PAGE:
Prep time: 25 minutes

Bake time: 50 minutes, plus cooling

  • 3 eggs
  • 1 cup canned pumpkin
  • 1 cup apple butter
  • 3/4 cup packed brown sugar
  • 1 can (5 ounces) evaporated milk
  • 1/3 cup whole milk
  • 1 teaspoon pure vanilla extract
  • 1/2 teaspoon salt
  • 1/2 teaspoon ground cinnamon
  • 1/8 teaspoon each ground ginger, cloves and nutmeg
  • 1 unbaked pie shell (9 inches)
  • Whipped cream, optional

In a large bowl, combine the first seven ingredients. Whisk in the salt and spices until well blended. Pour into the pie shell.

Bake at 400 degrees for 50 to 55 minutes or until a knife inserted near the center comes out clean. Cover the edges loosely with foil during the last 20 minutes, if necessary. Cool on a wire rack. Garnish with whipped cream, if desired. Refrigerate the leftovers.

Makes a 9-inch pie.

Pumpkin Bee Sting Pie

This version is inspired by bee sting cake from Germany, which has a crunchy honey and almond topping. The recipe is from the Associated Press.

Total time: 1 hour, 30 minutes (15 minutes active)

  • 15-ounce can pumpkin puree
  • 3 eggs
  • 1/2 cup heavy cream
  • 1/2 cup honey
  • 1 teaspoon ground ginger
  • 1/2 teaspoon cinnamon
  • Pinch ground cloves
  • Pinch ground nutmeg
  • Pinch salt
  • 1 unbaked pie shell (9 inches)
  • For the topping:
  • 1/2 cup sliced almonds
  • 1 cup flaked unsweetened coconut
  • 1/4 cup honey
  • 2 tablespoons butter

Heat the oven to 350 degrees.

In a medium-size bowl, use an electric mixer to beat together the pumpkin puree, eggs, cream, honey, ginger, cinnamon, cloves, nutmeg and salt. Pour into the pie shell and bake until almost completely set at the center, for 50 to 60 minutes.

Meanwhile, prepare the topping. In a small bowl, combine the almonds and coconut.

In a small saucepan over medium heat, combine the honey and butter. Heat, stirring often, until the butter is melted. Pour over the almonds and coconut and stir until coated well.

Remove the pie from the oven and sprinkle the almond mixture evenly over the top. Return the pie to the oven and bake for another 10 to 15 minutes, or until the topping is golden brown. Cool before serving.

Makes 8 servings.

TribLIVE commenting policy

You are solely responsible for your comments and by using you agree to our Terms of Service.

We moderate comments. Our goal is to provide substantive commentary for a general readership. By screening submissions, we provide a space where readers can share intelligent and informed commentary that enhances the quality of our news and information.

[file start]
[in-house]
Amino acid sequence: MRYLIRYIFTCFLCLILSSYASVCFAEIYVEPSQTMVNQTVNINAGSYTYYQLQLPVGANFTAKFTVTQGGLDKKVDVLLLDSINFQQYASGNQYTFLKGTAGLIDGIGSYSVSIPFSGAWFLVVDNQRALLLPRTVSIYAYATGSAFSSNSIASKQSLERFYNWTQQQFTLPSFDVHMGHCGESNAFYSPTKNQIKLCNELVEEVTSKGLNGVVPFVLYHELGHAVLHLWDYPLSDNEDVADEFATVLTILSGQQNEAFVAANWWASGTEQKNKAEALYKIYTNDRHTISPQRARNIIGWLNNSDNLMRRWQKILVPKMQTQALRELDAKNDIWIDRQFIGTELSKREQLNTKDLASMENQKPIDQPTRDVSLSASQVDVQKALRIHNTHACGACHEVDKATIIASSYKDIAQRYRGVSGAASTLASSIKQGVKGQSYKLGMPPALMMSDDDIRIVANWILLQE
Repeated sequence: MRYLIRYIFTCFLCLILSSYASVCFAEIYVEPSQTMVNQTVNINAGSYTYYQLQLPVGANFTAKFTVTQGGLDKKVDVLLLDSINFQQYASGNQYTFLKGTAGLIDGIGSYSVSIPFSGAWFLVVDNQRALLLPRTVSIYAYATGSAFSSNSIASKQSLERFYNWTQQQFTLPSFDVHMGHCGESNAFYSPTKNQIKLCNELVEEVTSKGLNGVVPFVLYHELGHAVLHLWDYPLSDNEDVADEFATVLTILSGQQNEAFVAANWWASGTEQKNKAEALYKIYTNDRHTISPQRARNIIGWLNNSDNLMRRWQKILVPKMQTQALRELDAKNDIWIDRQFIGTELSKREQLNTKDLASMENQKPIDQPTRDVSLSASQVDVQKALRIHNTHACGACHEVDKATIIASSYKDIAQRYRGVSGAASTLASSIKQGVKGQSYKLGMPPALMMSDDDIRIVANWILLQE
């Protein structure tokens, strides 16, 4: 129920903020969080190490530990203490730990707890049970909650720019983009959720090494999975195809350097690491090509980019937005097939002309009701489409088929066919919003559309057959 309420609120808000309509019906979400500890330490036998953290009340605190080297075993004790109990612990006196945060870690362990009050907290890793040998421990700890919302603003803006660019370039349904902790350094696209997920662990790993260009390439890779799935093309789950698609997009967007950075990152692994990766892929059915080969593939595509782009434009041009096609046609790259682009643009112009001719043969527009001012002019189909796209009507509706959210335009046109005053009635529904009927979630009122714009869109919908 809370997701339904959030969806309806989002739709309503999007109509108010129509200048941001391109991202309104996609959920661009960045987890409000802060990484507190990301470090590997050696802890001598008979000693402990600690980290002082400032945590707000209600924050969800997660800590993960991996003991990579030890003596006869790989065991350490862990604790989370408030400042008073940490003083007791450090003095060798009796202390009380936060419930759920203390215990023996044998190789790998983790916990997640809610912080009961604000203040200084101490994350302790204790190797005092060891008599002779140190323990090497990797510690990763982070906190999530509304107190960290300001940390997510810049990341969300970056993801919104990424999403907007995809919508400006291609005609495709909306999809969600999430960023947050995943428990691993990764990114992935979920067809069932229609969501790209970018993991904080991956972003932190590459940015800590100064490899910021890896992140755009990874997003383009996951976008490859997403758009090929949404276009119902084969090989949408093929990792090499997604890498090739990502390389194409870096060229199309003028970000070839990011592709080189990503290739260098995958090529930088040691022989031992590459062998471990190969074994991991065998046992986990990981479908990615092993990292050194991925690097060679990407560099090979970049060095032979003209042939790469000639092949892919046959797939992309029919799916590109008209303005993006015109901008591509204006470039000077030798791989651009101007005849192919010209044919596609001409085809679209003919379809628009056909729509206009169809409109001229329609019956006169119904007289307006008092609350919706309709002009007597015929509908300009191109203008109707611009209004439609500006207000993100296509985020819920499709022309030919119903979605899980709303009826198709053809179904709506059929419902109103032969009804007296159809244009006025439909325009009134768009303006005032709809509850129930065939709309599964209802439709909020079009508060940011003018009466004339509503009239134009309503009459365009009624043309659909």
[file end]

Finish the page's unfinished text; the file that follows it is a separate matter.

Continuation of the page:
While most comments will be posted if they are on-topic and not abusive, moderating decisions are subjective. We will make them as carefully and consistently as we can. Because of the volume of reader comments, we cannot review individual moderation decisions with readers.

We value thoughtful comments representing a range of views that make their point quickly and politely. We make an effort to protect discussions from repeated comments either by the same reader or different readers

We follow the same standards for taste as the daily newspaper. A few things we won't tolerate: personal attacks, obscenity, vulgarity, profanity (including expletives and letters followed by dashes), commercial promotion, impersonations, incoherence, proselytizing and SHOUTING. Don't include URLs to Web sites.

We do not edit comments. They are either approved or deleted. We reserve the right to edit a comment that is quoted or excerpted in an article. In this case, we may fix spelling and punctuation.

We welcome strong opinions and criticism of our work, but we don't want comments to become bogged down with discussions of our policies and we will moderate accordingly.

We appreciate it when readers and people quoted in articles or blog posts point out errors of fact or emphasis and will investigate all assertions. But these suggestions should be sent via e-mail. To avoid distracting other readers, we won't publish comments that suggest a correction. Instead, corrections will be made in a blog post or in an article.